Year 2009: Chapter 4
Sunday 16th August
This morning we all drive to Leigh-on-Sea for a professional family photo. I mooted this a couple months ago, primarily because I would rather have it done now, whilst I still have a full head of hair blemished by only a few wisps of grey, rather than when I am fat and bald, with my daughters sporting sceptic nose piecings, Maori tattoos and a bun in the oven. I understand that some may regard this as premature since they are two and four years old, but before you know it, they will be petulant teenagers who will find the idea of a family photo as repugnant.
The motley crew consist of mum and dad; Tomoko, Lily, Daisy and myself, Simon and his partner Paul, Tom and his wife Sam, plus youngest brother John. Alas, Frank the stupid dog, the tropical fish, the cats and Hammer the tortoise are excluded, but I am sure mum is considering a separate shoot for the menagerie of pets at some later date. The studio is located in the Victoria Shopping Centre, a carbuncle that I lambasted in this very diary back in 2004. The good news is that since then, it has had a complete make-over including a swish new roof, so that one is not swept away by a hurricane as one enters Argos. The bad news is that Argos appears to be the only retail outlet occupying the mall. Everything else seems to be bordered up and the words "white" and "elephant" echo around the empty cavern. It's kind of sad really. There once were a clutch of intriguing shops when I was a kid, but it represents the provincial high street atrophied by the Internet.
Apart from Argos, Paul's Photographic studio is practically the only other tenant. He must be doing well, for we have to wait 20-minutes for the previous shoot to finish, so in the meantime I ask Tomoko whether she would like to pose for a soft-focus lingerie shot to hang in our hallway? She declines, so maybe I might do one instead with my privates covered by a bottle...no make that a magnum...of Latour.
Eventually, we are summoned downstairs to the basement studio, dominated by a large white sheet of paper that Lily and Daisy run around in. Now, the Martin family is not the most tactile in the world, so as Paul requests my parents to maintain more bodily contact than has been achieved in the last twenty years, they squirm with embarrassment whilst their brood guffaws in the background. We pose in various combinations, myself trying not to be too self-conscious because that always makes me look crap in photos. This is the great problem I face: my wife and kids are naturally photogenic, especially Lily and Daisy. The camera just loves them as you can see for yourself. But I always looks shite, far, far worse than I do in real life and even that is pretty bad (and detiorating according to my better half.)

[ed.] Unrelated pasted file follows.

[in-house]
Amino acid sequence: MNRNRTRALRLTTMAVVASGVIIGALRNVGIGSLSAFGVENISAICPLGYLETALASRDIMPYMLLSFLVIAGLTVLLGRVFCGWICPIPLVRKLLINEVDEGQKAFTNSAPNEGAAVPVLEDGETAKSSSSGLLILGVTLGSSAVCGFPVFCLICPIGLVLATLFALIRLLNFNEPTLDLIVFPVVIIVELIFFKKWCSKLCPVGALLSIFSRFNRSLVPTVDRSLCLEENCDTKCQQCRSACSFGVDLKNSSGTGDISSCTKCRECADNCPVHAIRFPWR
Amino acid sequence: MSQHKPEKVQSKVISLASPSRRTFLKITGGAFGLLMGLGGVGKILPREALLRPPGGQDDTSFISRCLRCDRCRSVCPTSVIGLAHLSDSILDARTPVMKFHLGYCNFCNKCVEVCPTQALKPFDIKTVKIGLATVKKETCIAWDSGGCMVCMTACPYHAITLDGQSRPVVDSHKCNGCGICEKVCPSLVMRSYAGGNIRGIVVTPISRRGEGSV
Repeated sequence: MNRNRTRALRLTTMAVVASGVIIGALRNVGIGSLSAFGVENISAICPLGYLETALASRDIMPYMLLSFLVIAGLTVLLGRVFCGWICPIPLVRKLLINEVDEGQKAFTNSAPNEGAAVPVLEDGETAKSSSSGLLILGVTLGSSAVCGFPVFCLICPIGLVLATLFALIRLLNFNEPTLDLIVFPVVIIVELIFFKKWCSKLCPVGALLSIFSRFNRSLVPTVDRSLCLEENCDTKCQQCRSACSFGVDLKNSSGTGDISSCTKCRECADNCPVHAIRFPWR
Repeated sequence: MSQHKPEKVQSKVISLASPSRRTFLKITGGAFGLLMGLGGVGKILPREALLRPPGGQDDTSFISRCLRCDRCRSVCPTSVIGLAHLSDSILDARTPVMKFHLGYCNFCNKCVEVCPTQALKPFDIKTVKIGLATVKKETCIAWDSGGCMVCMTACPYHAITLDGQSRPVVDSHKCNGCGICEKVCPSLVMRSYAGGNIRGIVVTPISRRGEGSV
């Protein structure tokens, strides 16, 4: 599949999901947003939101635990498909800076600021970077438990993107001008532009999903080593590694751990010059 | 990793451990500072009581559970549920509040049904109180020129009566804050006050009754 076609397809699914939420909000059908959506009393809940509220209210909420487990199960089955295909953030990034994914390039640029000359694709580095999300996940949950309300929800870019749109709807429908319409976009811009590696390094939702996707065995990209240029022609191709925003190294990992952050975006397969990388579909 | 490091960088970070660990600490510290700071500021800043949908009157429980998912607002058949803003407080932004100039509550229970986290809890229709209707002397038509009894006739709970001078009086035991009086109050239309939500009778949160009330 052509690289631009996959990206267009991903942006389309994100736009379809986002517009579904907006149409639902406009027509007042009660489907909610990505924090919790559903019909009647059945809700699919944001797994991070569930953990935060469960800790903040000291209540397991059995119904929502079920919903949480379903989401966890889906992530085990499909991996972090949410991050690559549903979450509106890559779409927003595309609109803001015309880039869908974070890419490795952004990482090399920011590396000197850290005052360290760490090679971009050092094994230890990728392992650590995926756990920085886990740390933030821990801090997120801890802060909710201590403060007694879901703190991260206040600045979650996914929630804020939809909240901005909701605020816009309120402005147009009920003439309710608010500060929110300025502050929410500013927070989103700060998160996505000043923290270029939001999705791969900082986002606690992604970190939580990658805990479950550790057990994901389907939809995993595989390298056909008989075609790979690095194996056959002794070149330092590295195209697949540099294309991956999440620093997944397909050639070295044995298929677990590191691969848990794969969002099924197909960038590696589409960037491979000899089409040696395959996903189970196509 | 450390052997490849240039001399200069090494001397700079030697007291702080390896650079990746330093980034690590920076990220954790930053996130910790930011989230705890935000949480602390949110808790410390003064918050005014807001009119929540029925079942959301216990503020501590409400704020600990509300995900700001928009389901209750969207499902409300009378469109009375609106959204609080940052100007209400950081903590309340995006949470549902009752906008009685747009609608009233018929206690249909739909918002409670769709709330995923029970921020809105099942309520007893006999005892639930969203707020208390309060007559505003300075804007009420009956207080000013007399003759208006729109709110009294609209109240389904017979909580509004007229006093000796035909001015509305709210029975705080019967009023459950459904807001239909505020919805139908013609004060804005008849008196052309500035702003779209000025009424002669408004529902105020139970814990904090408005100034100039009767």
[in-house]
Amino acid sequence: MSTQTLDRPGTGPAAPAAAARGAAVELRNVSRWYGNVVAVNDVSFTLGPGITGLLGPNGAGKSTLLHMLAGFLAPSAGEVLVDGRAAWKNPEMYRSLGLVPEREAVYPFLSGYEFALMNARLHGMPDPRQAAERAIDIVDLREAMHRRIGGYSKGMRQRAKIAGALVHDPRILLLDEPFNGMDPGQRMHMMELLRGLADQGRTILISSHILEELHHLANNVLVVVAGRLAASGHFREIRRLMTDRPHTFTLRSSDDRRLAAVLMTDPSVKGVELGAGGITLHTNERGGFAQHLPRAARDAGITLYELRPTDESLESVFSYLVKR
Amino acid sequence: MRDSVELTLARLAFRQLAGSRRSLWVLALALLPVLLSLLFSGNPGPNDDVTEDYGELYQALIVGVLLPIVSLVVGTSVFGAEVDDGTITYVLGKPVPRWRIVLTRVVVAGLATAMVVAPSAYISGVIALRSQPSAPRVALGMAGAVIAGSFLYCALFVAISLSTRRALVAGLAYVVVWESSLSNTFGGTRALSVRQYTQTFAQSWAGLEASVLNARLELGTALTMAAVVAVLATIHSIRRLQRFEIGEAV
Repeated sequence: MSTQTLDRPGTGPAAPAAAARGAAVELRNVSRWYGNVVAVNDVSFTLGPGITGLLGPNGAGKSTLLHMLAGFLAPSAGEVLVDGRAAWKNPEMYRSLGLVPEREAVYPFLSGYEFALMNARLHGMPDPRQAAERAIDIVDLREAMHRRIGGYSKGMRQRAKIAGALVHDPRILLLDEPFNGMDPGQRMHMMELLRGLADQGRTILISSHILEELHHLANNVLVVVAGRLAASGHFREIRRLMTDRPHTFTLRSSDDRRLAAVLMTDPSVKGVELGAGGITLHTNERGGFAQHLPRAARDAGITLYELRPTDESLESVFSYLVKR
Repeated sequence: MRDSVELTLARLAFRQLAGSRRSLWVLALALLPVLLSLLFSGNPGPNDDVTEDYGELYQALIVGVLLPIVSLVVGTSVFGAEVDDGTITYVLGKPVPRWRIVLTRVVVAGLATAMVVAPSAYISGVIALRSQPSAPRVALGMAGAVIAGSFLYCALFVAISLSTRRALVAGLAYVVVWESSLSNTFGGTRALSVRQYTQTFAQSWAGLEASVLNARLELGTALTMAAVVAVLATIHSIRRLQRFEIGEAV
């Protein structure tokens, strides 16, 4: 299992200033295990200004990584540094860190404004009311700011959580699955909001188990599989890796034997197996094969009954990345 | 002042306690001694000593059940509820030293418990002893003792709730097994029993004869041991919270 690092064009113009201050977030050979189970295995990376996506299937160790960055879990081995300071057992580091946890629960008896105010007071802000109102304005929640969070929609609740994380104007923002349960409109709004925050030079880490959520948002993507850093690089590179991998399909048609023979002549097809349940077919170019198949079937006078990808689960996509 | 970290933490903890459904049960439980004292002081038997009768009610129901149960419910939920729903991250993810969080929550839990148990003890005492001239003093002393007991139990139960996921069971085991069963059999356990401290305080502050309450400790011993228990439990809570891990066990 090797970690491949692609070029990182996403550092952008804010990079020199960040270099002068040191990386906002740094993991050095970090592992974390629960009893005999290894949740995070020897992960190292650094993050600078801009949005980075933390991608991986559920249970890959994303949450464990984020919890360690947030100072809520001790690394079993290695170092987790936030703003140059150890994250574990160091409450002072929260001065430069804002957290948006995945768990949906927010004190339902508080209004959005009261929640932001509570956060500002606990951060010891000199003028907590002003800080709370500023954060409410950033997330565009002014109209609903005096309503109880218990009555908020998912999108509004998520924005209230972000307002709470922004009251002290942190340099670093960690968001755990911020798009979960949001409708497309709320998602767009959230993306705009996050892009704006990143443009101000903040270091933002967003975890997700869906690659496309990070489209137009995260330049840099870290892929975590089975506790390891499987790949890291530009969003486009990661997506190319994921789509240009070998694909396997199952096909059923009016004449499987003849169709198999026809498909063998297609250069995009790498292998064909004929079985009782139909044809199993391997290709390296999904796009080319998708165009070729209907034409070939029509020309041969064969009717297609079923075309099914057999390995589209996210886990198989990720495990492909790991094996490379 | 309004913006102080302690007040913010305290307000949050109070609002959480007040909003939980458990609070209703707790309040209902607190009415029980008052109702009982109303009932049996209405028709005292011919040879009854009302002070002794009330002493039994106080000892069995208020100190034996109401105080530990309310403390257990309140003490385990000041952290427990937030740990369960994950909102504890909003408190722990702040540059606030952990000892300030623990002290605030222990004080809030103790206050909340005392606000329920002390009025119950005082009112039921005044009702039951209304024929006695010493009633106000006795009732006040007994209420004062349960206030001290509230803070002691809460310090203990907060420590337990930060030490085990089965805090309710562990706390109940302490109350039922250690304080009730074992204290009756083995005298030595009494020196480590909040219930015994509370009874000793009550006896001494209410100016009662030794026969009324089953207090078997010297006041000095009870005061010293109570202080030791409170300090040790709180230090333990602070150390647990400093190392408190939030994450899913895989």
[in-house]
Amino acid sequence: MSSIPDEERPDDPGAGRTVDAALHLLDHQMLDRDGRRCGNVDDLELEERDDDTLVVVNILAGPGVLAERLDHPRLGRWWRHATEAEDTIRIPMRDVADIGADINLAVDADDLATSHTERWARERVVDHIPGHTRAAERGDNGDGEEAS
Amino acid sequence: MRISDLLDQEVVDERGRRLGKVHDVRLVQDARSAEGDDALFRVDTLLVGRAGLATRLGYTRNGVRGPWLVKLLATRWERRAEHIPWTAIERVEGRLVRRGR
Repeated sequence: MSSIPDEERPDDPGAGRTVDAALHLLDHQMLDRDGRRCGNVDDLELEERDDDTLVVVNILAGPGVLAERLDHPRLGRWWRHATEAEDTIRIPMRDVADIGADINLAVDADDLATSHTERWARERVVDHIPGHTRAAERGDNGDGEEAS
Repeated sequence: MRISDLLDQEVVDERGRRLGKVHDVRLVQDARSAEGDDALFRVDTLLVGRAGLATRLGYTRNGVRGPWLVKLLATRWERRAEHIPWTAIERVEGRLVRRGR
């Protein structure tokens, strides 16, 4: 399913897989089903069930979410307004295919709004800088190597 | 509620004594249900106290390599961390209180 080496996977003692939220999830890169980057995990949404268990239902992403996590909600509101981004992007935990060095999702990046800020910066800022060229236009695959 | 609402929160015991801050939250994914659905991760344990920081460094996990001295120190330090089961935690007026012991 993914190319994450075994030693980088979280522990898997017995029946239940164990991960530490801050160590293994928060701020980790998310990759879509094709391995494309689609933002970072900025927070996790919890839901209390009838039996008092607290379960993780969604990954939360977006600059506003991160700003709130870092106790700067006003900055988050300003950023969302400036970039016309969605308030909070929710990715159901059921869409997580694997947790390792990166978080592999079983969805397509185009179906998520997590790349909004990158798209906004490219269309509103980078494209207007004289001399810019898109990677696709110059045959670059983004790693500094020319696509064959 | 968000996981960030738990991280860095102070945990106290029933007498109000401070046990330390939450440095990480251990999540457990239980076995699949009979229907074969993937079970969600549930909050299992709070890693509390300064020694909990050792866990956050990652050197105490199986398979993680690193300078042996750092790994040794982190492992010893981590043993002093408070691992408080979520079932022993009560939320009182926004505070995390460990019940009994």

Lily starts getting tired halfway through the shoot and starts moaning, but she looks damn cute in her mini chignon and retro-sixties dress from Carnaby Street. Hopefully, her momentary sunnier disposition has been captured by the lens. Simon and Paul's poses are done in private, so God knows what they were up to, although I will be keeping my eye out in Attitude magazine.
We all return chez parents for a barbecue, which the weather countenances and I cook mum's homemade hamburgers that have a nasty habit of disintegrating on the grill. Tastes nice though. Then it is a drive home back round the M25 and a wait for several days before we can view the images on the Internet and choose which one we would like blown up into a canvas that covers one side of the living room. I think after this, Paul will be thanking the Lord for Photoshop.
Monday 17th August
Head into London to visit my accountant. It sounds stupid, but I am slightly scared of him, not because of his personality, but because I am useless at accounts. They baffle me, and I always feel a sense of shame whenever I make a mistake. Afterwards I meet a couple of chaps who interview me for a Podcast as part of the build-up for the Louis-Roederer Wine Writing Awards. I probably talk shite as usual, but they are quite congenial and laid-back, which puts me at ease as I answer their questions. I return home mid-afternoon to continue writing and organise my forthcoming trips to Germany and Bordeaux. To be honest, I am itching for the tasting season to kick-off, notwithstanding the wife is getting bored of me hanging around the house in my stressed out state of mind.
Thursday 20th August
A-levels results out today! It seems as if every 18-year old scored an A-grade this year and as usual,
the Minister of Education is wheeled out with a smug expression smeared across his face, congratulating the